Fighting in Syria continues to put pressure on the minority Christian population, leading to fears that more Syrians will join the many Christians who have already left the Middle East.
Journalist Nasir Habish told Vatican Radio that Syria’s Christians are among those most affected by the conflict between rebel and government forces.
“The Syrian situation, right now, is very difficult, and I think in the future will be more difficult,” Habish said. “And I think the war will continue.”
He said Christians are “running away from Syria right now,” with many refugees fleeing to Lebanon and most proceeding to Europe.
“We don’t want to lose the Christianity in the Arab region,” he said. “This is the land of Jesus. I can’t imagine the land of Jesus without Christians.”
The United Nations has said that more than 60,000 people have died in the conflict. The latest fighting includes a repelled rebel attack around the Taftanaz airbase in the northwestern province of Idlib.
Government forces are seeking to recapture the Damascus suburb of Daraya, which hundreds of rebel fighters have held for weeks. Pro-government newspapers report that the latest offensive on Daraya inflicted heavy losses on the rebels, the Associated Press says.
The uprising against President Bashar Assad began in March 2011. More than half a million Syrians have become refugees.
The United States has been providing clandestine support for the rebels for months. On Dec. 11, President Barack Obama joined France and Britain in recognizing the rebel coalition, calling it “the legitimate representative of the Syrian people.”
The conflict has some sectarian aspects. Rebels tend to be Sunni Muslims, the majority religion in Syria. President Bashar’s government is mainly Alawite, a minority Muslim group. The government has support from some Sunnis and many religious minorities, including many Christians who make up only 10 percent of the population.
Many Christians in the region fear Syria will become another Iraq, where poor security after the U.S. invasion in 2003 has allowed militant Islamic groups to target Christians for intimidation, killings and kidnappings that helped drive hundreds of thousands of Christians out of the country.
Sister Agnes-Mariam de la Croix, mother superior of the Greek Catholic Monastery of St James the Mutilated in Syria, has charged that the Syrian uprising has been “hijacked by Islamist mercenaries who are more interested in fighting a holy war than in changing the government.”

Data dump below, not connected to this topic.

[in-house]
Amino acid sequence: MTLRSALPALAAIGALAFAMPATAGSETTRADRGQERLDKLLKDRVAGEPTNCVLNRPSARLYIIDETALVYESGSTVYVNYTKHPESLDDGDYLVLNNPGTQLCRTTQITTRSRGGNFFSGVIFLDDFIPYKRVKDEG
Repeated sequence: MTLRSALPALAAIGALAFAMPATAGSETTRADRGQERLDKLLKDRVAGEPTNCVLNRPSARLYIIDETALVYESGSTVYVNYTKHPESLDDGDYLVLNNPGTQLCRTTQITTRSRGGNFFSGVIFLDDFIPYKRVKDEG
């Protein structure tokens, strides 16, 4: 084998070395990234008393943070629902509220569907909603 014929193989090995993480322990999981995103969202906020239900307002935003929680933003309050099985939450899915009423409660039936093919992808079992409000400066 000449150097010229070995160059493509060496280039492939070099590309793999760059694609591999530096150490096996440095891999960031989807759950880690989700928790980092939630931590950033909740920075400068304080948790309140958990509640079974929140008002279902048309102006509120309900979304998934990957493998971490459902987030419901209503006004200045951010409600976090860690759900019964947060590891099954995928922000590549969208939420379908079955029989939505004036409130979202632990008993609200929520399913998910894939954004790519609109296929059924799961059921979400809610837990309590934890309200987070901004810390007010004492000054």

She said the conflict has turned into “a sectarian conflict” in which Christians are “paying a high price,” the Daily Mail reports.
She said at least 80,000 Christians have been forced from their homes in the Homs region. Over 300,000 Christian Syrians are believed to be refugees.
Sr. Agnes-Miriam, who is presently in Lebanon, said militants wearing the black bandanas of Al Qaeda laid siege to her monastery between Damascus and Homs for two days to try to prevent Christmas celebrations.
She is a critic of Western support for the rebels, saying this supports “extremists” who want to create an Islamic state.
Some Christians support the rebels. Aya, a 51-year-old Christian artist from Aleppo who opposes the Syrian government, told the Associated Press that Christian silence in the face of the abuses of the Assad government could make them more vulnerable to reprisals.
“Many Christians think that this regime is good for us,” she said. “They think that if they keep quiet, Assad will stay, and protect us. But this is an illusion.”
Aya herself fled to Beirut in October.
The plight of Syrian Christians is shared by many Christians throughout the Middle East. The British think tank Civitas in December released a report warning about violence against Christians in the Middle East, Africa and Asia.
It estimates that between half and two-thirds of Middle East Christians have left their homelands or have been killed in the past 100 years.
“There is now a serious risk that Christianity will disappear from its biblical heartlands,” the report said.
The fighting also threatens the ability of Syrians to feed themselves.
Archbishop Jacques Behnan Hindo of Hassaké-Nisibi sent separate appeals to the United Nations Organization for Food and Agriculture and to Iraqi Prime Minister Nuri al-Maliki, warning that hundreds of thousands of Syrians in the region are at risk due to interrupted supply routes and looted grain silos.
The archbishop told Fides news agency the humanitarian situation “could soon become catastrophic” in the Syrian region of Jazira, which is known for its high quality wheat.